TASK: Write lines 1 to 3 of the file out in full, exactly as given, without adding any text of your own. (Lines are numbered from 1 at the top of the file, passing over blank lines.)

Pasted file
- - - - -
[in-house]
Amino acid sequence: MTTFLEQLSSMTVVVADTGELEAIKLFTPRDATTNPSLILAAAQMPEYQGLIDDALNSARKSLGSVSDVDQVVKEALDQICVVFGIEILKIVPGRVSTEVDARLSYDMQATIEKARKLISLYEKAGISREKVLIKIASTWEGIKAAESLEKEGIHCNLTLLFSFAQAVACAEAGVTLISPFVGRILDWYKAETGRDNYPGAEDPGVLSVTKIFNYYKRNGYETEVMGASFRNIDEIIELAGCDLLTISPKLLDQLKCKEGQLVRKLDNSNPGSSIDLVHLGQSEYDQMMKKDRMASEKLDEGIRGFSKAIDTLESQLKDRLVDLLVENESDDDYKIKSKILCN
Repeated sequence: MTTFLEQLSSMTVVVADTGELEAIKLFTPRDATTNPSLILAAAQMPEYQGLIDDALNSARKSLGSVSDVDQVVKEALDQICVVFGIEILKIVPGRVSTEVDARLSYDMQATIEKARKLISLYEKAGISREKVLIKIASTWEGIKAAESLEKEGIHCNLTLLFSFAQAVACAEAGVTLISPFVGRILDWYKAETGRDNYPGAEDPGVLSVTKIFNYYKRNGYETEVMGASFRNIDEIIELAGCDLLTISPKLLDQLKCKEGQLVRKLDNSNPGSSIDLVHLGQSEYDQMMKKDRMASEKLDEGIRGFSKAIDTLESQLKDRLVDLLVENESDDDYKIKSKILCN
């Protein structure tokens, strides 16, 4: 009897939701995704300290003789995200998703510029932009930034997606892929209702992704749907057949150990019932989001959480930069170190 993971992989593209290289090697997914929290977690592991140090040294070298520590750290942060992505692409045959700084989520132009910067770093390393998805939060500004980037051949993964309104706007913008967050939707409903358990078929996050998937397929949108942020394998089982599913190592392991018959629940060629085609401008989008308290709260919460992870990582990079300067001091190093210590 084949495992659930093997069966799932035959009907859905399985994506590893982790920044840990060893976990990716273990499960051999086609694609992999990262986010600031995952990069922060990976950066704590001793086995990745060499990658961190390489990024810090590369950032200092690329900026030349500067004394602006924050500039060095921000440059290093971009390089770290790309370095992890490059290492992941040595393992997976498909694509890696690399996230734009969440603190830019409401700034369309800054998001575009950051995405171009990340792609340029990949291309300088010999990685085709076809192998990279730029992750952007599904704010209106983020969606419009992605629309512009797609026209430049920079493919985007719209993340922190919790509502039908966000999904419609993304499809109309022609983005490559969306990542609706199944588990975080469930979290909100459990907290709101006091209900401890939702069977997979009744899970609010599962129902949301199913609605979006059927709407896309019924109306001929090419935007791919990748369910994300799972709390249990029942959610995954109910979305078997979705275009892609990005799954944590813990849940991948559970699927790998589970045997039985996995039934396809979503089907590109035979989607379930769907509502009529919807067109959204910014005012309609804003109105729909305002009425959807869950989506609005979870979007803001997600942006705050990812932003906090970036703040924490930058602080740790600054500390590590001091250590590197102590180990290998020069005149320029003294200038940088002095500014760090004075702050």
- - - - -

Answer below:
[in-house]
Amino acid sequence: MTTFLEQLSSMTVVVADTGELEAIKLFTPRDATTNPSLILAAAQMPEYQGLIDDALNSARKSLGSVSDVDQVVKEALDQICVVFGIEILKIVPGRVSTEVDARLSYDMQATIEKARKLISLYEKAGISREKVLIKIASTWEGIKAAESLEKEGIHCNLTLLFSFAQAVACAEAGVTLISPFVGRILDWYKAETGRDNYPGAEDPGVLSVTKIFNYYKRNGYETEVMGASFRNIDEIIELAGCDLLTISPKLLDQLKCKEGQLVRKLDNSNPGSSIDLVHLGQSEYDQMMKKDRMASEKLDEGIRGFSKAIDTLESQLKDRLVDLLVENESDDDYKIKSKILCN
Repeated sequence: MTTFLEQLSSMTVVVADTGELEAIKLFTPRDATTNPSLILAAAQMPEYQGLIDDALNSARKSLGSVSDVDQVVKEALDQICVVFGIEILKIVPGRVSTEVDARLSYDMQATIEKARKLISLYEKAGISREKVLIKIASTWEGIKAAESLEKEGIHCNLTLLFSFAQAVACAEAGVTLISPFVGRILDWYKAETGRDNYPGAEDPGVLSVTKIFNYYKRNGYETEVMGASFRNIDEIIELAGCDLLTISPKLLDQLKCKEGQLVRKLDNSNPGSSIDLVHLGQSEYDQMMKKDRMASEKLDEGIRGFSKAIDTLESQLKDRLVDLLVENESDDDYKIKSKILCN